Corporate use of social networks

As Web 2.0 technologies increase in popularity, their use on the corporate scene is rising too. Below are some examples of this trend in action.

Starbucks – This company  has been harnessing the collective intelligence of their customers through a social network which accepts, amongst other things, suggestions for new or improved products and practices. Users can submit comments in three categories – ‘Product’ ideas (about the food/drinks/music/merchandise Starbucks sells), ‘Experience’ ideas (about sales process/locations and atmospheres at the Starbucks stores) and ‘Involvement’ ideas (about how to engage and interact with the community of Starbucks patrons). Not only do these customer submissions help Starbucks improve their business and align it more closely to what its customers really want, it creates consumer buy-in and sense of loyalty/belonging through particular attention to strengthening its surrounding social network of shoppers. One risk of this approach is that the customers interacting on the social network don’t get along. I took a look at one of the ideas being discussed and it became apparent that people were getting angry at each other’s posts and attitudes. Arguments were held through the commenting system and posted material became sarcastic and offensive. The outcomes of this and similar incidents were but it is conceivable that the people involved would boycott the site or even Starbucks itself as a result. This threat could perhaps be managed through staff moderating the site but removing control from the customers in this way might also damage the site and company by denying people free speech.

Starbucks also offers options for people to share their content through Facebook, Twitter and many other existing social networks but still requires its users to create an account with Starbucks itself in order to submit content.

Visa – Visa has launched the ‘Visa Business Network‘, a free social network where small businesses can maintain a profile and connect/interact with each other. Supported functionality includes giving and receiving advice on meeting specified goals, mentoring other business people and holding conversations. It also supports blogging and integration with Twitter, which helps to broadcast updates to a larger audience. This network is made available through Facebook, thus tapping into the vast Facebook community to attract users. By allowing users to sign up through Facebook, Visa has simplified the joining process which might prevent abandonment at that point by people who don’t want to go through a lengthy process or volunteer their data to yet another site.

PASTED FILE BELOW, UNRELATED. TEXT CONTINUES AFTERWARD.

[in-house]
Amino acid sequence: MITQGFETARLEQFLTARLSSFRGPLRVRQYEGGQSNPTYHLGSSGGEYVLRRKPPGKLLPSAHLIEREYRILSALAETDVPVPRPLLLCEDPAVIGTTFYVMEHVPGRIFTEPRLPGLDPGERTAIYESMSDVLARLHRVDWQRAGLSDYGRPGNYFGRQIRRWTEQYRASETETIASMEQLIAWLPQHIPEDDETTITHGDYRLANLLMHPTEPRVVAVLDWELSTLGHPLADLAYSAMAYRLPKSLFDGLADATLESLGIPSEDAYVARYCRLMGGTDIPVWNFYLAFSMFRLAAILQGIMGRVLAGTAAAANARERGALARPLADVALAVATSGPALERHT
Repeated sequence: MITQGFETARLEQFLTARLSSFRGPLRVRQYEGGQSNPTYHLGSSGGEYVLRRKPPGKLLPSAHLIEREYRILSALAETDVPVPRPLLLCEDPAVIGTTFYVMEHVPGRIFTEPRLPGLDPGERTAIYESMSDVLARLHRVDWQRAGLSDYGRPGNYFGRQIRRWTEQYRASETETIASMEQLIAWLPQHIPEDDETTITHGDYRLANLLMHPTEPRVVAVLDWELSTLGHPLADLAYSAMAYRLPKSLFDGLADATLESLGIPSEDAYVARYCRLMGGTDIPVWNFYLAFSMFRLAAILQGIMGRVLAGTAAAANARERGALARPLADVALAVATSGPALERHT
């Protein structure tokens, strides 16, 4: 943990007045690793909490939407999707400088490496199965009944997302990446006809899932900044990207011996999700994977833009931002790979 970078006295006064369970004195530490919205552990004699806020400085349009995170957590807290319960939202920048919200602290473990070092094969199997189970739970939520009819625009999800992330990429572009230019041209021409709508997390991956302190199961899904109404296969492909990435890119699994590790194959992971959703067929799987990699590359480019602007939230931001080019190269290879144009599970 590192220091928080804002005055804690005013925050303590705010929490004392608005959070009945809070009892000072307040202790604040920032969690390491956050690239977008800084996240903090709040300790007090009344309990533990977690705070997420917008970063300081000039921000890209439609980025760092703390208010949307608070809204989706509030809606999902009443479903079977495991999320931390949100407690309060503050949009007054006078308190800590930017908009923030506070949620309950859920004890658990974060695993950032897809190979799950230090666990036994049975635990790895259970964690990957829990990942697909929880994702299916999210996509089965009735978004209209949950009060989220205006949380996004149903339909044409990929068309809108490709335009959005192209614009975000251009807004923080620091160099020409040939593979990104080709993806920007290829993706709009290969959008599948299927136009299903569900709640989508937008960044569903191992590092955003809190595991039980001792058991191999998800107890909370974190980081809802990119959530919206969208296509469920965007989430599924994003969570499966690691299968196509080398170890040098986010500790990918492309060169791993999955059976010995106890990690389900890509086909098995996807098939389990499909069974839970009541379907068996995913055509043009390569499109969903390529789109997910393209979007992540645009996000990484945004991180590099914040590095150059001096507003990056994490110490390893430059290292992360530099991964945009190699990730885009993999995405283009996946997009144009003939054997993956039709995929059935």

Jeep – has a social network where Jeep owners can post Jeep-related photos. Once photos are uploaded, viewers can see when the photo was taken and who took it. Clicking on the photo links back to the Flickr page for that photo. Commenting is also allowed but is done through Facebook, meaning that would-be commenters have to sign in to Facebook to leave messages. Viewers can also share the photo through Facebook, Twitter and Delicious and ‘like’ it for Facebook. By using these existing social networks, Jeep has tapped into huge base of users but runs the risk of excluding key functionality from people who aren’t already members these networks.